7 December 1997
The following is the text of a speech delivered by Sinn Fein Chief Negotiator, Martin McGuinness MP at a demilitarisation protest in Glassdrummond, South Armagh on Sunday December 7th. 1997
This is a very important occasion in the South Armagh area, an area which for the last thirty years has been at the forefront of the struggle for freedom, justice and peace. I can say without contradiction that the peace process, the peace talks which we are presently involved in would not be happening if myself, Gerry Adams, John Hume, Seamus Mallon and other Nationalist leaders did not enjoy the support of the people of South Armagh and other areas of the Six-Counties.
It is to your eternal credit, because it was Nationalist Ireland which brought about the peace process, it was nationalist Ireland which challenged the British government, which challenged the Unionists and challenged all which was wrong within this Statelet since it was founded in the early 1920's. The leadership didn't come from a British government, it didn't come from the unionists, it came from Nationalist Ireland supported by an Irish government.
And what was that peace process designed to do? It was designed to challenge British government Ministers in a very serious way. Because since the formation of the Northern Statelet, the British governments approach to the North of Ireland has been a securocratic approach. Policies not designed by politicians - yes, policies endorsed by politicians - but designed by militarists within the British establishment, militarists who have ruled this Statelet since its foundation. That is what this peace process was designed to do. In South Africa and the Middle East and in other conflict situations throughout the world people have had to go through the same kind of process. The securocrats eventually had to be challenged by politicians who were then themselves challenged to provide a political solution which would resolve all of the issues at the heart of the conflict.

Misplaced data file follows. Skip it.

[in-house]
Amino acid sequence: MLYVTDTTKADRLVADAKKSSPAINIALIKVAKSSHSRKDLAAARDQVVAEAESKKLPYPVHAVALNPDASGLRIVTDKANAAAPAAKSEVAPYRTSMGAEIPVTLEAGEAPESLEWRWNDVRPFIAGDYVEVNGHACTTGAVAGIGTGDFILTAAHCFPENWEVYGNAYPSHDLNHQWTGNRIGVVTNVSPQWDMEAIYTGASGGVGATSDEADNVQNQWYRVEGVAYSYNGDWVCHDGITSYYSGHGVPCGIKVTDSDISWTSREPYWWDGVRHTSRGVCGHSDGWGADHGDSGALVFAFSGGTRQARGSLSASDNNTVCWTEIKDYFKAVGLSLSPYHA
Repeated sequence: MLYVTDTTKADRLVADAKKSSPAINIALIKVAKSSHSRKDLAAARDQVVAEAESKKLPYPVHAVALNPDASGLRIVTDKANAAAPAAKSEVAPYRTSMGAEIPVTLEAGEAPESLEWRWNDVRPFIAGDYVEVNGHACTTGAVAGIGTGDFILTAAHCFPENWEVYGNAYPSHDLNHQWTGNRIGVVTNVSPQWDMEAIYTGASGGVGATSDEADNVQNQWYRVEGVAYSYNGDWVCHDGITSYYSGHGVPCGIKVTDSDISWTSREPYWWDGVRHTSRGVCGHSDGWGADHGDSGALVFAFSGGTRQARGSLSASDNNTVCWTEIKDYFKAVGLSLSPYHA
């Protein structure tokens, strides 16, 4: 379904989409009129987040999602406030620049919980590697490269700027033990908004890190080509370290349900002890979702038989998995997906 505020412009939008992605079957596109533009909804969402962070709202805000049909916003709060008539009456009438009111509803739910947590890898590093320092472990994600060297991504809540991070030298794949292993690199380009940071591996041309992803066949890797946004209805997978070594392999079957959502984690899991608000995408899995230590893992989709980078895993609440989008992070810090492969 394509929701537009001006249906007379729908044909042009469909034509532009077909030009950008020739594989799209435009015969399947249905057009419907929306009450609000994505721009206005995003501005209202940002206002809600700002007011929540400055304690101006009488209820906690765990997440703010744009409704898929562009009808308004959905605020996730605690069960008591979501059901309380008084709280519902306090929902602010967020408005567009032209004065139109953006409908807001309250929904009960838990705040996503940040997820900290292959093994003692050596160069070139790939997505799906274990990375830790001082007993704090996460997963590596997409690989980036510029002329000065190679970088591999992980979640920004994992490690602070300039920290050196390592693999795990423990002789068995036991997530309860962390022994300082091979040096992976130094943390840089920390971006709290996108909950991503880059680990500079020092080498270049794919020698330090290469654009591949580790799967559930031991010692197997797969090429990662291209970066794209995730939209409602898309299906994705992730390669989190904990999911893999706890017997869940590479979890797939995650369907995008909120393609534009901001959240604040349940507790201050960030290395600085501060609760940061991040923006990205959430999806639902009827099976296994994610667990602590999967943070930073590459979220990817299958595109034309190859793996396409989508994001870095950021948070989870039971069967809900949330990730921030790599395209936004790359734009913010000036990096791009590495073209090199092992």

And that is exactly what we are trying to do. We are attempting to get Tony Blair and Mo Mowlam to face up to the reality that if this peace process is to work, then it is their responsibility as the leaders of the British government to become involved in challenging the securocrats who have run this Statelet since the Partition of Ireland, that is their task. That is what this peace process is designed to do. Whether or not Tony Blair and Mo Mowlam have the capacity to face up to that challenge remains to be seen. The coming weeks and months will tell us how serious they really are about finding a democratic resolution to this conflict.
It was the securocrats who beat Sammy Devenney in his own home and then covered up his death. It was securocrats who shot Seamus Cusack and Dessie Beatty on the Streets of Derry and who protected the identities of their British Army killers. It was securocrats who introduced internment. It was securocrats who ordered the massacre of anti-internment marchers in Derry on Bloody Sunday. It was securocrats who devised the `shoot to kill' policy. It was the securocrats who armed and trained the Loyalist Death Squads. It was the securocrats who helped plan the Dublin - Monaghan bombings. It was securocrats who took the decision to allow Orange triumphalist marchers to go down the Garvaghy Road for the last three years.